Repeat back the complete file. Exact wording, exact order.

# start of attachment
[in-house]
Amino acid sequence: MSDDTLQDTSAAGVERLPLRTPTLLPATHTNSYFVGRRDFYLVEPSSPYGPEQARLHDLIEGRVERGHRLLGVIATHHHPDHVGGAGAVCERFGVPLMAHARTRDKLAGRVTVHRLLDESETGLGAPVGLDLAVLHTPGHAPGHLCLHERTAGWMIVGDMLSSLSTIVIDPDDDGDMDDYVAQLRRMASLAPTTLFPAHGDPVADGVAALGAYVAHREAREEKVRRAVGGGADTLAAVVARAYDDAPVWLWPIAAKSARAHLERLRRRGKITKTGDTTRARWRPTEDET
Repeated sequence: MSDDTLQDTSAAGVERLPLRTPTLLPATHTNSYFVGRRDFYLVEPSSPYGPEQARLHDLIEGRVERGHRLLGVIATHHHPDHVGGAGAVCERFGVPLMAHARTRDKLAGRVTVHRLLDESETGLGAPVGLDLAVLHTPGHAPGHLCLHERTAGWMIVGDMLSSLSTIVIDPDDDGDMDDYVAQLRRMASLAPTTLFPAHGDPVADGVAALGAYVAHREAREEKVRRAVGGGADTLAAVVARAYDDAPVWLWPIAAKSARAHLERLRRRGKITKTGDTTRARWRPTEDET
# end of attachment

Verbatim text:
[in-house]
Amino acid sequence: MSDDTLQDTSAAGVERLPLRTPTLLPATHTNSYFVGRRDFYLVEPSSPYGPEQARLHDLIEGRVERGHRLLGVIATHHHPDHVGGAGAVCERFGVPLMAHARTRDKLAGRVTVHRLLDESETGLGAPVGLDLAVLHTPGHAPGHLCLHERTAGWMIVGDMLSSLSTIVIDPDDDGDMDDYVAQLRRMASLAPTTLFPAHGDPVADGVAALGAYVAHREAREEKVRRAVGGGADTLAAVVARAYDDAPVWLWPIAAKSARAHLERLRRRGKITKTGDTTRARWRPTEDET
Repeated sequence: MSDDTLQDTSAAGVERLPLRTPTLLPATHTNSYFVGRRDFYLVEPSSPYGPEQARLHDLIEGRVERGHRLLGVIATHHHPDHVGGAGAVCERFGVPLMAHARTRDKLAGRVTVHRLLDESETGLGAPVGLDLAVLHTPGHAPGHLCLHERTAGWMIVGDMLSSLSTIVIDPDDDGDMDDYVAQLRRMASLAPTTLFPAHGDPVADGVAALGAYVAHREAREEKVRRAVGGGADTLAAVVARAYDDAPVWLWPIAAKSARAHLERLRRRGKITKTGDTTRARWRPTEDET